Multiple Blood Disorders
To say that blood disorders have a far-reaching impact on your overall health would be an understatement. As experienced hematologists, the doctors at Charleston Oncology have a considerable depth of knowledge to help you fight most blood disorders, restoring balance to your health. Call to schedule an appointment and get started on your blood disorder treatment.
Multiple Blood Disorders Q & A
What are the most common blood disorders?
Your blood contains four ingredients:
- Red blood cells
- White blood cells
Blood disorders can affect any of these components, casting a wide net on your health.
The most common blood disorders include:
This group of cancers, including lymphoma, leukemia, multiple myeloma, and myelodysplastic syndrome, mainly affects your white blood cells, which dramatically reduces your immune system’s ability to fight off infection.
Low red blood cell counts cause anemia, and many conditions can bring this condition on. Types of anemia include sickle cell anemia, anemia of chronic disease, aplastic anemia, thalassemia, and pernicious anemia, to name just a few.
This class of blood disorders involves your platelets, creating lower-than-normal levels in your blood.
Plasma-related blood disorders
When a blood disorder develops in your plasma, it can affect how your blood clots — either too easy or not well enough. Examples of plasma-related blood disorders include hemophilia, von Willebrand disease (VWD), and deep vein thrombosis.
How are blood disorders evaluated?
When you come into Charleston Oncology with a suspected blood disorder, the first order of business is conducting a complete blood count (CBC). This test is the first step in determining the levels of the four main ingredients in your blood. If your doctor finds a deficiency or surplus of any one component, they conduct further testing, including:
- Bone marrow testing
- Clotting tests
- Reticulocyte count
- Protein measures
- Blood typing
There are many more specific tests your doctor may order, depending upon their initial findings, to narrow their search for the underlying cause of your blood disorder.
How are blood disorders treated?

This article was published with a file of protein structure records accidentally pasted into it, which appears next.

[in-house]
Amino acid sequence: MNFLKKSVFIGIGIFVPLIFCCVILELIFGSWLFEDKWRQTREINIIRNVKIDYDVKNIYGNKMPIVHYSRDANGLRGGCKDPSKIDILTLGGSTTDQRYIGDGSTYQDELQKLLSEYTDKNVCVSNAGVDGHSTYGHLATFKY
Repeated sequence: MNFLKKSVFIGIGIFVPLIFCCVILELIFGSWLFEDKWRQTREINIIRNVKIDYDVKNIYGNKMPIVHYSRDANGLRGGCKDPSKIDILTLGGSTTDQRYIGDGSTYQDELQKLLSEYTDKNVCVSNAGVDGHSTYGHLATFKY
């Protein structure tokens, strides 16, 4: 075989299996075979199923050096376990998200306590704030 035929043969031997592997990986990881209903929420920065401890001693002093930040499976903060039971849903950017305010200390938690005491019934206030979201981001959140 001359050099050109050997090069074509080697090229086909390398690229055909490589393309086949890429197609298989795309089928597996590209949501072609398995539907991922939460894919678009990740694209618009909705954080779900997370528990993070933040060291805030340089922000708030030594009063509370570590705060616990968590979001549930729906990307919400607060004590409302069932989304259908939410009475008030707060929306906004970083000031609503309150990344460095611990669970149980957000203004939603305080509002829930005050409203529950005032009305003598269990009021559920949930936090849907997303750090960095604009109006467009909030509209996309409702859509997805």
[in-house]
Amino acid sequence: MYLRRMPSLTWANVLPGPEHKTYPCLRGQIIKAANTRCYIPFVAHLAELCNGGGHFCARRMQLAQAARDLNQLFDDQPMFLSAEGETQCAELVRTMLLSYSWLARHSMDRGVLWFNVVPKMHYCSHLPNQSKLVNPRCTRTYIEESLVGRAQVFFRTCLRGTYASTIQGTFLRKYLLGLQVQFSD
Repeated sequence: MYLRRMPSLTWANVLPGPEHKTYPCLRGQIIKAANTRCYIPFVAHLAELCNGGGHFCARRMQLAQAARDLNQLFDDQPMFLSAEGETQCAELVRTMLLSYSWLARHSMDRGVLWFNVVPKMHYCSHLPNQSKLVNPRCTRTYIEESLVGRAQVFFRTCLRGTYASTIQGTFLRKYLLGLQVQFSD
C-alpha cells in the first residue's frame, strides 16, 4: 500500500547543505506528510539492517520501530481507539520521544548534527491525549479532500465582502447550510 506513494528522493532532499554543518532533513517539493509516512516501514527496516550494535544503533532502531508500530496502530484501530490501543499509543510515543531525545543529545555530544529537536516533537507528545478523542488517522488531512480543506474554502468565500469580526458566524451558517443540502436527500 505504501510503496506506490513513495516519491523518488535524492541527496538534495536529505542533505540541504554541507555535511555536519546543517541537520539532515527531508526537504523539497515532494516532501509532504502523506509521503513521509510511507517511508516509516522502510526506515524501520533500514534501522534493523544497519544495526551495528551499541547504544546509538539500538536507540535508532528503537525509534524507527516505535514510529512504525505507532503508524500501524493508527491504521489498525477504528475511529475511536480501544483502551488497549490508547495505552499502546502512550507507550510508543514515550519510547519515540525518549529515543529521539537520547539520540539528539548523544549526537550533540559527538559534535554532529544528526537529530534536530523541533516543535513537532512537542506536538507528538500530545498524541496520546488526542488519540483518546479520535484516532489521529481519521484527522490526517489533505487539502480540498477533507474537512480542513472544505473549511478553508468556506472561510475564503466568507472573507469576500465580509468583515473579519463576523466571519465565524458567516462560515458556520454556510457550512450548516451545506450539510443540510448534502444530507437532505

Once your doctor diagnoses your blood disorder, they determine your next steps. Each blood disorder requires different treatments; for example, a cancer diagnosis may require chemotherapy, radiation, or immunotherapy, while anemia treatments focus on raising your red blood cell counts through iron infusions and diet.
The doctors at Charleston Oncology also turn to blood transfusions, antibiotics, bone marrow transplants, and may recommend surgical options for some disorders, such as removing your spleen.
In other words, it’s hard to say what your treatment will be and the only way to find out is to see your doctor for a full evaluation.
If you want the latest care for multiple blood disorders, call Charleston Oncology to schedule a consultation.
Send UsA Message
From diagnosis to treatment and follow-ups, Charleston Oncology, as a part of the Department of Bon Secours St. Francis’ leading multidisciplinary cancer care team, plays a vital role in guiding patients through their breast cancer journey.
I am currently undergoing treatment for breast cancer at Roper St. Francis Hospital and would like to acknowledge two physicians who truly embody your mission of “healing with compassion, faith and excellence”.
Please join Charleston Oncology and the American Association for Cancer Research (AACR) in support of National Survivor Month, celebrating those who have fought the disease and those currently in treatment.
June is National Cancer Survivor Month and throughout the month we are honoring our brave patients and sharing their inspirational stories.
May is Skin Cancer Awareness Month. Melanoma is a type of skin cancer that develops when melanocytes (the cells that give the skin its tan or brown color) start to grow out of control. Watch the video to learn more about melanoma from Charleston Oncology’s Dr. Charles S. Holladay.
March is Colorectal Cancer Awareness Month. This month, Charleston Oncology recognizes the importance of spreading awareness surrounding the disease.